Moscow Food Co-op Community News. April 2004. p. 16.
On the evening of March 13, I
was out in the field filling hay feeders
when I heard an unusual sound. At
first it resembled the high notes of
coyotes, but with the tones of a
wooden flute. Then I realized: I looked
up and saw a flock of sixty or more
tundra swans flying north overhead.
Huge, pale, powerful, arranged beak
to wingtip in tight chevron formation,
they called out melodiously as they
flew steadily over Moscow and passed
out of my sight. I felt a real thrill, an
actual shiver of awe.
I felt grateful for the sight of the
swans, for their continued existence
in a natural world with so many broken links.
I started thinking about what
they would have seen as they flew over
this area 200 years ago, and perhaps
for ten thousand years before that.
After leaving the confluence of two
fast rushing rivers in what is now
Lewiston, they would have passed
over the rim of the canyon and been
crossing Palouse Prairie, a hilly
"meadow-steppe ecosystem" of
grasses (Idaho fescue and bluebunch
wheatgrass), and dozens of species of
forbs (broadleafed non-woody plants),
mixed with snowberry bushes. The
hills would have been a variegated tan
and brown with a haze of green; the
new growth would have just begun on
the grasses, but most of the wildflowers
(prairie stars [?], biscuitroot,
balsamroot, brodaea (sp), shooting stars,
bluebells, red kittentails, prairie
smoke) would still have been dormant,
or been just emerging at their crowns.
Sharp-tailed grouse would perhaps
have been nesting. The many creeks
would have been bordered by dense
thickets of Douglas hawthorn and wild
rose, with scattered open groves of
huge old ponderosa pines. Loggerhead
shrikes would have been nesting
in the thorn thickets. The many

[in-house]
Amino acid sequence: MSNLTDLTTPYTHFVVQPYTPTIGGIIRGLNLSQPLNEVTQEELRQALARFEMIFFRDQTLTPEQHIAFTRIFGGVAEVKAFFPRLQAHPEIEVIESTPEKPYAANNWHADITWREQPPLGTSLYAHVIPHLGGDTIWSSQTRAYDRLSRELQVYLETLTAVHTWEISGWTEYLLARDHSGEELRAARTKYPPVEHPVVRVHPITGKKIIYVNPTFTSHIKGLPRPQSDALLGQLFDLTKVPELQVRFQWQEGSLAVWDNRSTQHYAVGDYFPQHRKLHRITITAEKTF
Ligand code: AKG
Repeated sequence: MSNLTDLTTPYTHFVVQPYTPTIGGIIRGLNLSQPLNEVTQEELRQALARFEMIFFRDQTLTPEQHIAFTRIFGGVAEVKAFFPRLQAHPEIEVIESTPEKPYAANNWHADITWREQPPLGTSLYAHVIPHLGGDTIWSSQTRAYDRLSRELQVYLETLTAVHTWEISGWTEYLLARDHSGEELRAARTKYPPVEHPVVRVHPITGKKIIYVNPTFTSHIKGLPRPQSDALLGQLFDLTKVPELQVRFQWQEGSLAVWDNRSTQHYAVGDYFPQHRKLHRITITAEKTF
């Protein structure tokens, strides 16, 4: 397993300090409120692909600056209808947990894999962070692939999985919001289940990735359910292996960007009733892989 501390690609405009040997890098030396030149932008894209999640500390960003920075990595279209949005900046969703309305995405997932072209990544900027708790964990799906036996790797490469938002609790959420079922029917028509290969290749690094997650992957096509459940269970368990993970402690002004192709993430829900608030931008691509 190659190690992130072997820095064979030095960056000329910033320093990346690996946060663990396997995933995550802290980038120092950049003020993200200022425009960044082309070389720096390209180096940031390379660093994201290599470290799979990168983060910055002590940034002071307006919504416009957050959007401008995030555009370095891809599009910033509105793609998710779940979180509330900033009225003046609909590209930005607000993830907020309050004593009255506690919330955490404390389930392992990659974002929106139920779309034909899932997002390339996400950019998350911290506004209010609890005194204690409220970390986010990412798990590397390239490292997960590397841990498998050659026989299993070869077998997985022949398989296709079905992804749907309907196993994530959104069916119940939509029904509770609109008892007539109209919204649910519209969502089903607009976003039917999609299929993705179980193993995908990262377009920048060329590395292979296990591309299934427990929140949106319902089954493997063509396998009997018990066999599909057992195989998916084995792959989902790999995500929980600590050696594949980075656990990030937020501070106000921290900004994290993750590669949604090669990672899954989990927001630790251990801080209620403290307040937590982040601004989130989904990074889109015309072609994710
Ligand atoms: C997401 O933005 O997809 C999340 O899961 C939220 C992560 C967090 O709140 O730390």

streams draining southwest off Paradise
Ridge and other hills and feeding
Thorn Creek would have spread out
into wetlands in every flat place.
These wetlands would have been full
of camas and wild iris, barely pushing
up their leaves at this time of year.
As the swans passed above Paradise
Ridge, they would have looked
down on a shrubby landscape of
serviceberry, mock orange and wild rose,
at first mixed in with grassland
species and then higher up with large pines.
In sheltered places, the ladybugs and
the first sagebrush buttercups might
have begun to wake up under the pine
duff. On the north side of the ridge,
patches of snow might have lingered
under the Douglas firs and tamaracks,
and especially under the cedars and
grand firs along the streams. In the
valley between the ridge and the
mountain, streams met and flowed
west through a huge camas meadow,
the whole area a great mingling of fingers
of forest and fingers of prairie.
Paradise Creek and the South Fork of
the Palouse River would have meandered
westward through thorn thickets and
pines with the prairie grassland-covered
hills rising above them all around
for miles, part of perhaps 3.9 million
acres of prairie.
The swans still pass overhead, but less
than one percent of the Palouse prairie
habitat remains. A landscape with
as many as 30 plant species per square
meter has been replaced by one with
a single crop species per field, and a
scattering of alien invaders. The
sharptailed grouse are gone, and the
shrikes, and the ferruginous hawks.
The remaining habitat survives in little
bits, mostly on private land. To learn
more about this ecosystem and the
efforts underway to conserve it, contact
palouseprairie.org. Be sure to
view the link,
"Changing Flora of the